‘I’m feeling as though I was attacked’: Members of Cleveland Jewish community go to Pittsburgh to show support

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CLEVELAND – Rabbis from a local synagogue invited their members and anyone in the community to go with them to Pittsburgh after a shooter went into the Tree of Life Synagogue in the city’s Squirrel Hill neighborhood and killed eleven people during Saturday services.

“We are Jews united across the world” said Mary Weinberg, a member of the B’nai Jeshurun Congregation in Pepper Pike before she and others got in their cars on Sunday to travel to Pittsburgh in a showing of solidarity.

“It affects us very directly and very personally and it affects us because we share the same fears that they do and we know that it could happen here,” said Rabbi Stephen Weiss.

“We want to stand in solidarity with them and know that we are by their side, that we support them and that we will be there to comfort them and try to provide the help they need,” Weiss said.

Ike Yedid and his wife decided to join the group of about a dozen he said the shooter’s thought that Jews want to harm others is completely senseless.

“They are defenseless people worshiping before God and this is the worst kind of evil anti-Semitic act that you could imagine,” Yedid said.

Weinberg said she felt she had to do something and gave up her Sunday plans to attend the inter-faith vigil and gathering organized by the Jewish Federation of Greater Pittsburgh at the city’s Soldiers and Sailors Memorial Hall.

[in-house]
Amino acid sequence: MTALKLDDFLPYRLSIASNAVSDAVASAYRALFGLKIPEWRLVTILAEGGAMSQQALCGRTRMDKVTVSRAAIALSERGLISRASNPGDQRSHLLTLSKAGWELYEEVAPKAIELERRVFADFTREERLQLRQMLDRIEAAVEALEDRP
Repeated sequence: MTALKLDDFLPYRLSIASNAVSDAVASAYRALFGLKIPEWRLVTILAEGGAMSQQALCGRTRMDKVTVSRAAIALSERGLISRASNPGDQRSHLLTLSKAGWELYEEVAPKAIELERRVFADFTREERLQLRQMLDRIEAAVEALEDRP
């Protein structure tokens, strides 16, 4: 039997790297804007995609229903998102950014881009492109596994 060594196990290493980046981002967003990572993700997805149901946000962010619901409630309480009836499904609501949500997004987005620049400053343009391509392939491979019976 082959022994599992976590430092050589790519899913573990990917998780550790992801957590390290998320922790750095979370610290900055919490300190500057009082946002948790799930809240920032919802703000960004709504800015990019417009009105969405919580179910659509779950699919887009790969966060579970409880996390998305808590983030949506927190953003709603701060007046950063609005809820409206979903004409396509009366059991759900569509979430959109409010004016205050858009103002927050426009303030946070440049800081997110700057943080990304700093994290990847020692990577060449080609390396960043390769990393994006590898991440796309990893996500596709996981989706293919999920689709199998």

“This felt like the most important thing that I could do would be to go with other people in solidarity to Pittsburgh so that we can be there for them that they don’t have this feeling that they’re alone,” she said.

Even with tight security at many synagogues in Cleveland and Northeast Ohio, many in the Jewish community say they live and worship in fear of shootings like this one every day.

“We live in constant fear that something might happen that there might be an attack within a Jewish institution, outside of a Jewish institution,” said Weiss.

Despite their grief, shock and anger, people are energized to stand against the hate that fueled the shooter.

“The answer to hate is to get closer not to move farther away not to insulate ourselves, but actually move closer to various communities so we can know each other one on one,” Weinberg said.

Weiss says it will take real commitment to action-- and not just words-- to make change.

“We have to bring this scourge of hatred to end in this country. We have to say enough and that means getting involved in organizations that fight against hatred it means speaking out it means getting involved in the political process,” Weiss said.

Continuing coverage, here.

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